As he navigates his way back down to the road and up the muddy track to the barn he chatters away about nothing in particular – the weather, the flooding, the news. I nod and shrug but I’m not really listening. I can’t stop staring at his face.

He’s forty-nine now and his hair is more grey than black, but it’s still thick and wavy, cut short above the ears and at the nape of his neck. Deep lines stripe across his brow and fan out at the corner of his eyes. He looks old and tired.

I was afraid that all the feelings I’d had as a teenager would come flooding back and overwhelm me, but I don’t feel love or desire. Not even hate or fear. What I feel, as I look at his long, thick fingers curved over the steering wheel, is revulsion.
 
‘Here we are then.’ He pulls on the handbrake and turns off the engine. We’re in the yard. Parked up outside the barn.

This is just a small taster from an exciting book that was unsettling and exciting in equal parts.

You can pre-order The Fear from Amazon and will be available to buy from good bookshops from 22nd March 2018.

Guilt By Amanda Robsonn

Guilt’Guilt’ is the latest book by Amanda Robson.

When the body of a woman is found stabbed to death, the blame falls to her twin sister. But who stabbed who? And which one is now the woman behind the bars? Zara and Miranda have always supported each other. But then Zara meets Seb, and everything changes. Handsome, charismatic and dangerous, Seb threatens to tear the sisters’ lives apart – but is he really the one to blame? Or are deeper resentments simmering beneath the surface? As the sisters’ relationship is stretched to the brink, a traumatic incident in Seb’s past begins to rear its head and soon all three are locked in a psychological battle that will leave someone dead. The question is: who?

On Saturday, I started Amanda’s second novel and was unable to put the book down until I reached the page.

Compulsive, edgy with complicated characters, this book was the perfect book to curl up with.

The story is written in the past and present tense and is cleverly seen through the perspectives twin sisters, Miranda and Zara and Zara’s lover, Sebastian.

The story starts at the present tense, right at the moment that one of the sisters kills the other one in self defence and from that point on, the reader is kept on their toes as they try to follow the clues and figure out which sister is the killer and which one has ended up dead.

Twins, Miranda and Zara are polar opposites of each other. Miranda is cool, collected and organised in life, whereas Zara is artistic, scatty and suffers from depression. Miranda is protective of Zara, having witnessed her sisters multiple suicide attempts, her sisters wellbeing is Miranda’s priority and this is quite a big responsibility on Miranda’s shoulders.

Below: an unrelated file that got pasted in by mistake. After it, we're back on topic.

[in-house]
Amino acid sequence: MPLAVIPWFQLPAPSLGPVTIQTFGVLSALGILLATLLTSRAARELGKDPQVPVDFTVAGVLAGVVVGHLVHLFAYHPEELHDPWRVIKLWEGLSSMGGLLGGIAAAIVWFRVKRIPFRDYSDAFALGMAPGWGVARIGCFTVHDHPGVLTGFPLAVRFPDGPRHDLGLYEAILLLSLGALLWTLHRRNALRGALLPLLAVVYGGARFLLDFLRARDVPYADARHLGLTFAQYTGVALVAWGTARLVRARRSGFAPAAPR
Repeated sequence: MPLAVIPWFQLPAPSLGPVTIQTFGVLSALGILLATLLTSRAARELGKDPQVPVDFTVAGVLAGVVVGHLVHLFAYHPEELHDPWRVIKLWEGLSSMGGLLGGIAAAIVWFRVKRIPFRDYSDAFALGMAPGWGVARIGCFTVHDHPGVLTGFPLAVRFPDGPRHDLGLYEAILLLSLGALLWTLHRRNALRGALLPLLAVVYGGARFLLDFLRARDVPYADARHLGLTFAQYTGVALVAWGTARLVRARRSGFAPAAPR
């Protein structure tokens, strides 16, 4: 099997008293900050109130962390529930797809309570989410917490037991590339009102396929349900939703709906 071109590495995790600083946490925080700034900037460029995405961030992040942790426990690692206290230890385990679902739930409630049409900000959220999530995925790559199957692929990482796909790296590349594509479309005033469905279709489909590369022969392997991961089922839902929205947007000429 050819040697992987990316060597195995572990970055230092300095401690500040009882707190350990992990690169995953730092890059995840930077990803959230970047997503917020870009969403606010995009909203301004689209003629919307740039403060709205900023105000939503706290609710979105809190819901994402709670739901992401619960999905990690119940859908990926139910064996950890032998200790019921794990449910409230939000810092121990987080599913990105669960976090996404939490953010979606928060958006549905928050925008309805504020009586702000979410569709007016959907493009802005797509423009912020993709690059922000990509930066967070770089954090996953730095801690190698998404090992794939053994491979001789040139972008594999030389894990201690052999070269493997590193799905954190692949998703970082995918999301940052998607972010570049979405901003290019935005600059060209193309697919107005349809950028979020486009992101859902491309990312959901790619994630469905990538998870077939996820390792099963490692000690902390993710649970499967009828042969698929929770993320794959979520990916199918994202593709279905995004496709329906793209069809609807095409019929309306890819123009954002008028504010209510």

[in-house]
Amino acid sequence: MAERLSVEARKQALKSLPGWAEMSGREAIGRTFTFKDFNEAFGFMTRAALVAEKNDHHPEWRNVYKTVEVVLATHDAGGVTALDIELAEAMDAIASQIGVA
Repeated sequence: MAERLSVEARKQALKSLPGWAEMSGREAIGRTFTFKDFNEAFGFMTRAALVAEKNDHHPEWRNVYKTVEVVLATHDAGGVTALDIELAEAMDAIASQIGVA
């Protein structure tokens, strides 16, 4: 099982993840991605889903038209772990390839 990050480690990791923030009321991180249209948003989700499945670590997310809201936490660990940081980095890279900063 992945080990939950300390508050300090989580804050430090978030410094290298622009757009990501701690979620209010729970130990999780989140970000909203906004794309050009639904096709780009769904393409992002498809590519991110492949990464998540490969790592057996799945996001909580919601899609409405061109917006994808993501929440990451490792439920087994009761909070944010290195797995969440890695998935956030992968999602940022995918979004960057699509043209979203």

When Zara introduces Sebastian into their lives, Miranda can’t warm to him. Sneaky, manipulative with a nasty streak, it’s obvious that he’s had issues in life and his main goal is to come between the sisters relationship.

This story was an intensely thrilling story, with short chapters that made for snappy reading and the multiple perspectives, it was impossible to put down. Riddled with deceit, drama and suspense throughout, ‘Guilt’ is a cleverly written story that made for addictive reading.

You can pre-order Guilt from Amazon and will be available to buy good bookshops from 19th April 2018.

A Grand Old Time Book Tour – Extract

A Grand Old TimeSit back and enjoy an extract from Judy Leigh’s new book called ‘A Grand Old Time’.

Four is the luckiest number. Born on fourth of April, 1942. Fourth of five children. Four hundred thousand euros from the sale of the house. Four sausages for lunch today. Four had always been lucky for her. Her da had given her a four-leaf clover, dried between the pages of a book, when she was four years old. She’d had her son on the fourth of March. He’d been her fourth baby, the only one who stuck.

Fifteen is not a good number. Left school at fifteen. Hated school. Married Jim on fifteenth of July. Married life, from then onwards, until he died. Moved to Sheldon Lodge on the fifteenth of December. Room number fifteen. No, fifteen is definitely not a lucky number.